After the death of her parents, Jessie Broward takes her 17-year-old sister Carrie under her care. Despite worrying about financial matters, Jessie, an optometrist assistant, gets Carrie a job at the movie theater and life is good for them. An Arab man named Zamel, however, challenges the sisters’ bond when Carrie falls in love and marries him without Jessie’s blessing. Failing her secret relationship with her own boss, Jessie feels lonely without Carrie whom she’s convinced is miserable in a marriage with a man who’s under the watchful eye of the authorities.
Sister Carrie by William H. Coles is a literary novella that examines the challenges of staying true to one’s value and judging the adolescent love between two people deemed incompatible in rural southern America. The story takes a rather frank look into the familial bond and responsibility between two orphaned sisters as well as the changes in life that challenge their faith and trust towards the people around them. It has an intriguing plot that kept my interest from start to finish. That said, several aspects of the story might alienate some readers.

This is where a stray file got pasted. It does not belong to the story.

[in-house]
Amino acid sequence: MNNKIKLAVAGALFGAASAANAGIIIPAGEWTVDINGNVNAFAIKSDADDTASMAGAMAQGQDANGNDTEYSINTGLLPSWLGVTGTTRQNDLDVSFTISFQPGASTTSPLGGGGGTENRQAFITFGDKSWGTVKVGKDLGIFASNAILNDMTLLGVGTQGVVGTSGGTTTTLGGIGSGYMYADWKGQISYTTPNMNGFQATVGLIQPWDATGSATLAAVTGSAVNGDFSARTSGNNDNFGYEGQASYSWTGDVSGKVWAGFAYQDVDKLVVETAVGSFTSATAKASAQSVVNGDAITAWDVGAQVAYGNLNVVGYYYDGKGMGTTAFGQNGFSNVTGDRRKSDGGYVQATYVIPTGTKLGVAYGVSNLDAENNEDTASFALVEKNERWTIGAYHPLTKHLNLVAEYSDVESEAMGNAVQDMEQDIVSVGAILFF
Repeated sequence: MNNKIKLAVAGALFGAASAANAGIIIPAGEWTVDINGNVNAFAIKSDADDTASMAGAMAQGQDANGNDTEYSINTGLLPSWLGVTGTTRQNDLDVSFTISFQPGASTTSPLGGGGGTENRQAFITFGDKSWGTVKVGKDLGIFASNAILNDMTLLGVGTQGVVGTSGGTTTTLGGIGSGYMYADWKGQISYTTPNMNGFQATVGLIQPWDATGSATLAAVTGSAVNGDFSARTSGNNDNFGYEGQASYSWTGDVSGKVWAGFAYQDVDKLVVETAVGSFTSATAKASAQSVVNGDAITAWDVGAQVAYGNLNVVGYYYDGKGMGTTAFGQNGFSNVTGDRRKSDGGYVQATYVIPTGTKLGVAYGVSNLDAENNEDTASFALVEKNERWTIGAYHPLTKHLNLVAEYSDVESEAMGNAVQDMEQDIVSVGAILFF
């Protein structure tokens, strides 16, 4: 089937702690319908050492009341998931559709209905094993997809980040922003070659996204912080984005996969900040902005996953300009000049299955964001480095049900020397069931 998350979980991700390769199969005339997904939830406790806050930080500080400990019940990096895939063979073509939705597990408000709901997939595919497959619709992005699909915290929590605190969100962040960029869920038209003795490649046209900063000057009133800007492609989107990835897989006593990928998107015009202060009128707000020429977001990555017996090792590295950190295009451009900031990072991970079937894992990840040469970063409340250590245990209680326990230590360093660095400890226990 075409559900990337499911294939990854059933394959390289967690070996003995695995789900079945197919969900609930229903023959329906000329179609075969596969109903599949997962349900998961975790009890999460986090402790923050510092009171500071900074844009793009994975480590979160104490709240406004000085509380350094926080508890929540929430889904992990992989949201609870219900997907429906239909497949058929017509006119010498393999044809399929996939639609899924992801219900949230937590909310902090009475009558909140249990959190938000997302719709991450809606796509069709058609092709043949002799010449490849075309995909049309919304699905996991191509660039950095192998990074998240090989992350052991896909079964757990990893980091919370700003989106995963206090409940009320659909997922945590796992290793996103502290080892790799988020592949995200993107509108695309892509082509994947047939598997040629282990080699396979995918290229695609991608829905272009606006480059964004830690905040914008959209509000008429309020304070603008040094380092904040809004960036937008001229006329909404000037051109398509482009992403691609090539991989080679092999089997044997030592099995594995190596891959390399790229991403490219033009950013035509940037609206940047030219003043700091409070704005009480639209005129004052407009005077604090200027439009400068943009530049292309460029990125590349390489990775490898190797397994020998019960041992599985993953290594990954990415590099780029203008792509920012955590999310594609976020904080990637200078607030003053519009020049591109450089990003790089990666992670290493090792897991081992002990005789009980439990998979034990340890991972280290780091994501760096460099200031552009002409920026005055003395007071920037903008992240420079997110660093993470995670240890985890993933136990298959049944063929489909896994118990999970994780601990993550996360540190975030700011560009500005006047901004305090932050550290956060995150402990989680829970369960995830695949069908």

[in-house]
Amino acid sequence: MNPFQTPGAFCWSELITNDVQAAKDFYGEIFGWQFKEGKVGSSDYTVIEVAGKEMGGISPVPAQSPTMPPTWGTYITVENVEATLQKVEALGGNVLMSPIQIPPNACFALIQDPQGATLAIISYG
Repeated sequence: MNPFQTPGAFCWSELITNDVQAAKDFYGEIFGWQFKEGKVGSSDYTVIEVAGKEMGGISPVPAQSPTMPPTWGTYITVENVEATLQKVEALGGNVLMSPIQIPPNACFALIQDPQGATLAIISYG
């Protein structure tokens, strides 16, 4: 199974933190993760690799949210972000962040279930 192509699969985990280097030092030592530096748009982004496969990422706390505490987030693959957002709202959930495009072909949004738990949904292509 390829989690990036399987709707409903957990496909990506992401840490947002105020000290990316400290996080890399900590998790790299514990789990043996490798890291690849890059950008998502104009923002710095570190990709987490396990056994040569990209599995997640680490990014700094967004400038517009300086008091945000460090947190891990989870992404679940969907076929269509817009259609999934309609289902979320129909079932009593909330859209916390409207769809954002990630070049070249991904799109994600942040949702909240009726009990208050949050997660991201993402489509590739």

I found none of the characters particularly likable except for Jessie who’s trying to be the surrogate parent to the best of her capability, despite her own problems and shortcomings. Another character, Harold Lester, has a slightly vague part in the story and I wished there was more to tell about his ‘investigation’. The ending is abrupt but nonetheless wonderful for a religiously and socially provocative tale. All in all, William H. Coles’s Sister Carrie is a slightly unusual but swift and interesting read.